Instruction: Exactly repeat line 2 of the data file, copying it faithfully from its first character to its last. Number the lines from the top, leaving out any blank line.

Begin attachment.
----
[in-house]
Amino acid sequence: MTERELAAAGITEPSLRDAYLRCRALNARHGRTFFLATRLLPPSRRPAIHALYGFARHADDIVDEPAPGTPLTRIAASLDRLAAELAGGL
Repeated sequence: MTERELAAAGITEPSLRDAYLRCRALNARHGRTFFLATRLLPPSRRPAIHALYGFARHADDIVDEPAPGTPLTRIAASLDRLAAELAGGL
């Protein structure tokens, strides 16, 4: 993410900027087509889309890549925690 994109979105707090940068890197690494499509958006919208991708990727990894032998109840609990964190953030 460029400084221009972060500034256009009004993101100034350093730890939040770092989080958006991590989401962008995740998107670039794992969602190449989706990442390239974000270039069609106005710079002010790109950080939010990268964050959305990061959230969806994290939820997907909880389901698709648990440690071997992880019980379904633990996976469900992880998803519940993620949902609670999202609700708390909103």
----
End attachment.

Amino acid sequence: MTERELAAAGITEPSLRDAYLRCRALNARHGRTFFLATRLLPPSRRPAIHALYGFARHADDIVDEPAPGTPLTRIAASLDRLAAELAGGL